Module 2 - Moving Around in Excel
Lesson 2.1 - Basic Cell Selection
Topic 2.1.3 - Moving Between Worksheets

If you want to select cells in different worksheets, it's important to select the correct worksheet first.  This page shows you several techniques for moving between worksheets in a workbook.

Select sheet

To select a cell on a worksheet, you must first make sure that the sheet is selected.

 

Files Needed

You can click here to download the file needed for this page.

Completed Code

You can click here to download a file containing the completed code.

You can switch between worksheets using one of several different techniques.  To begin demonstrating this, extract and open the file linked to in the Files Needed section above:

Basic eg

The sample workbook contains four worksheets, each of which contains details of drinks sold in a branch of a chain of coffee shops.

Working on the Active Worksheet

When you refer to a cell in your code, Excel assumes the cell is on the worksheet which is currently active when the code is executed.  As shown in the screenshot below, you should find that the Paris worksheet is active when you open the sample workbook:

The active sheet`

You can see the tab of the active sheet highlighted in a different colour.

 

We'd like to change the title in cell B2 to match the name of the worksheet.  In the VBE, insert a new module and create a new subroutine as shown below:

New sub

Create a new subroutine as shown.

 

Add some code to select cell B2 and then change the value of the selected cell to match the name of the selected worksheet:

Activesheet

You can use the ActiveSheet property to return a reference to the worksheet that is currently active when the code is executed.

 

Run the subroutine and check the results:

Results

You should find that the value of B2 has changed only on the sheet that was selected when you executed the code.

Selecting a Sheet by Name

One way to move to another worksheet is to reference it by name and apply the Select method to it.  Create a new subroutine which will select the London worksheet:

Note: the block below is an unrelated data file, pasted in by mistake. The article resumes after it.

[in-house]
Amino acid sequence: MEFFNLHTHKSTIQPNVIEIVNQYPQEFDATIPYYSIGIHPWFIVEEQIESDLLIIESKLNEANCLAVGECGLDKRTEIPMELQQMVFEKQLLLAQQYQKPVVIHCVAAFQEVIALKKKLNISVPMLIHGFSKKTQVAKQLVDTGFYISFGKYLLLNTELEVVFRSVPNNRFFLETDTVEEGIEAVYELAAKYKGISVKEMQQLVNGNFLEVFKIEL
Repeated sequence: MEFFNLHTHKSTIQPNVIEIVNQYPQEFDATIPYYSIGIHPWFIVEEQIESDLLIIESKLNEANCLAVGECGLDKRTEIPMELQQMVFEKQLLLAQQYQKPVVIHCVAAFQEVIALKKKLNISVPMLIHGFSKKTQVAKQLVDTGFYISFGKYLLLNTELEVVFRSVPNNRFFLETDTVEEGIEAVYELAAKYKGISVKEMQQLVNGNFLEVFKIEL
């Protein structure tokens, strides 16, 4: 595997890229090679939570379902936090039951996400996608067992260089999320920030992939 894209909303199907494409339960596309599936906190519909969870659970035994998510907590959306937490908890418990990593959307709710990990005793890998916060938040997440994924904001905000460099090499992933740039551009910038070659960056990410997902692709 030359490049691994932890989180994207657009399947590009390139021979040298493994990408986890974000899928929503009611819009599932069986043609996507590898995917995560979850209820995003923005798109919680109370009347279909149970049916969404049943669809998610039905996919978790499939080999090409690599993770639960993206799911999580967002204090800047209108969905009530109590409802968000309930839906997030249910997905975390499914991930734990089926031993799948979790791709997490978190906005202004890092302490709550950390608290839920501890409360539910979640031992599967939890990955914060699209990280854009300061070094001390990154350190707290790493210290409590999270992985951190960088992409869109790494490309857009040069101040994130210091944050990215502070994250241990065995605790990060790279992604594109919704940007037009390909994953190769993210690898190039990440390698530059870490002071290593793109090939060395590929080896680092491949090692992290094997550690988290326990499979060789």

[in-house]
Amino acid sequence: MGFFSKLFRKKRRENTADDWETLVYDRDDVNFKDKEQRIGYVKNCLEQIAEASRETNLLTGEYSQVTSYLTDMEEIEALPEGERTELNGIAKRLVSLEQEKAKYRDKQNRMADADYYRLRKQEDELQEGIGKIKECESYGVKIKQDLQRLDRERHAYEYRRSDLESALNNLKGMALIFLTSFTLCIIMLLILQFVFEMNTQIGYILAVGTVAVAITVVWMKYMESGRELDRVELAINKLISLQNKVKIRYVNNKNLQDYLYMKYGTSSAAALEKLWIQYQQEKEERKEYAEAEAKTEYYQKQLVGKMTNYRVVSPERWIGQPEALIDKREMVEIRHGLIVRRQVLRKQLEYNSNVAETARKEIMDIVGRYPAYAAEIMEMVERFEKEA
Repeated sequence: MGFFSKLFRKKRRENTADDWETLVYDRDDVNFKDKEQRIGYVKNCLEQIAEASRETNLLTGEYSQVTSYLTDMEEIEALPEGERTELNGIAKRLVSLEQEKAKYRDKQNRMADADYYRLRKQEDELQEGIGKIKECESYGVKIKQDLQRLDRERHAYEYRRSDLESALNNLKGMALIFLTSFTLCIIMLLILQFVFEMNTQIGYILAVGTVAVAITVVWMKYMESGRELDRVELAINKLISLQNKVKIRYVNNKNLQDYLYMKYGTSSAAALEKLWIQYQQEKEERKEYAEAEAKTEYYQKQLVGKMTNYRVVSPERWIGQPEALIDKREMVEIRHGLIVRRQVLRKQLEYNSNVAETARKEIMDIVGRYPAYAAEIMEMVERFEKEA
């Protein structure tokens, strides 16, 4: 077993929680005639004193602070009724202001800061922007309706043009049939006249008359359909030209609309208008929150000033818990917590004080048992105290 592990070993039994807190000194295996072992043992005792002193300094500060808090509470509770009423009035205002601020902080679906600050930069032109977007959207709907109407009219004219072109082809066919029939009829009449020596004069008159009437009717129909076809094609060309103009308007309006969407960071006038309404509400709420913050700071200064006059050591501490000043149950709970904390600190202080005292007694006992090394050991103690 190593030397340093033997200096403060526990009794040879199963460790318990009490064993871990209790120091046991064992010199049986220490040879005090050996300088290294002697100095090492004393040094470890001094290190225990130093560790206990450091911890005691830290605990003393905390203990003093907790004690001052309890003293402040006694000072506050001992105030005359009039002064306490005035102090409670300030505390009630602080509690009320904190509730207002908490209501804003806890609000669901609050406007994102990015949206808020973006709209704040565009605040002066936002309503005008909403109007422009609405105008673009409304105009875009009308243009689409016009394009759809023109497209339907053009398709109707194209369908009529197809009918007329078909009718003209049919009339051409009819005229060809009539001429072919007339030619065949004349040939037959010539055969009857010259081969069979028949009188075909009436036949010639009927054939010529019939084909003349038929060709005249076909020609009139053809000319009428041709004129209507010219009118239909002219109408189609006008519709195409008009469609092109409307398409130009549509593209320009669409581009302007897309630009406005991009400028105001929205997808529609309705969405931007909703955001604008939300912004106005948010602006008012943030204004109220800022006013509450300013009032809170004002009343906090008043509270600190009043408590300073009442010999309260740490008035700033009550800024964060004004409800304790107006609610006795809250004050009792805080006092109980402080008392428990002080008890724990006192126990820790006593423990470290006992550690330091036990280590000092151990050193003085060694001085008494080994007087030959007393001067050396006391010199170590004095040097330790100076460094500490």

Refer to worksheet

Begin the first instruction by referring to the Worksheets collection followed by an open parenthesis.

 

To specify which worksheet you want to reference, you can enter its name within a set of double-quotes:

Enter sheet name

Enter the name of the worksheet within a set of double-quotes. The name of the sheet isn't case-sensitive but it's good practice to match the name as it appears on the worksheet tab in Excel.

 

You can then apply methods and properties to the worksheet object.  In this example we'll apply the Select method to make London the active sheet:

Select sheet

Apply the Select method to the worksheet object.

 

Once the London sheet has been selected, you can refer to and modify properties of cells in the usual way:

Modify cells

We've used the same code to select and alter the value of a cell as in the first example.

 

Execute the procedure and check the result in Excel:

Result

You should see the London sheet has been selected and the value of cell B2 has been changed.

Selecting a Sheet by Position

You can also refer to a worksheet using a number which indicates its position in the set of worksheet tabs in the workbook.  In the next example, we want to change something on the Milan worksheet:

Count sheets

Counting from left to right, Milan is the third worksheet.

 

Begin a new subroutine and refer to the Worksheets collection:

Refer to worksheets

Begin the instruction in the same way as in the previous example.

 

Rather than entering the name of a worksheet, you can simply enter the number which corresponds to its position:

Third sheet

Milan is the third worksheet so enter the number 3 and close the parentheses. You can then apply the Select method to the worksheet.

 

The remaining code is the same as we used in the previous two examples:

Change cell

Feel free to copy and paste this code instead of writing it again!

 

When you run the subroutine you should find that the third worksheet becomes selected and the value of cell B2 will change:

Milan sheet

This is what you should see after running the subroutine.

Using Code Names

For the final and most exotic of the four locations, we'll select the worksheet using a codename.  All worksheets begin life with a default codename which you can see in the Project Explorer window:

Sheet code name

The code name of the Hull worksheet is currently Sheet4.

 

You can use the original codename of a worksheet but it will make your code easier to understand if you give a more descriptive name.  You can change the codename of a worksheet using the Properties window:

Change codename

Select the worksheet in the Project Explorer and then edit its (Name) property in the Properties window. Here we're calling the worksheet HullSheet.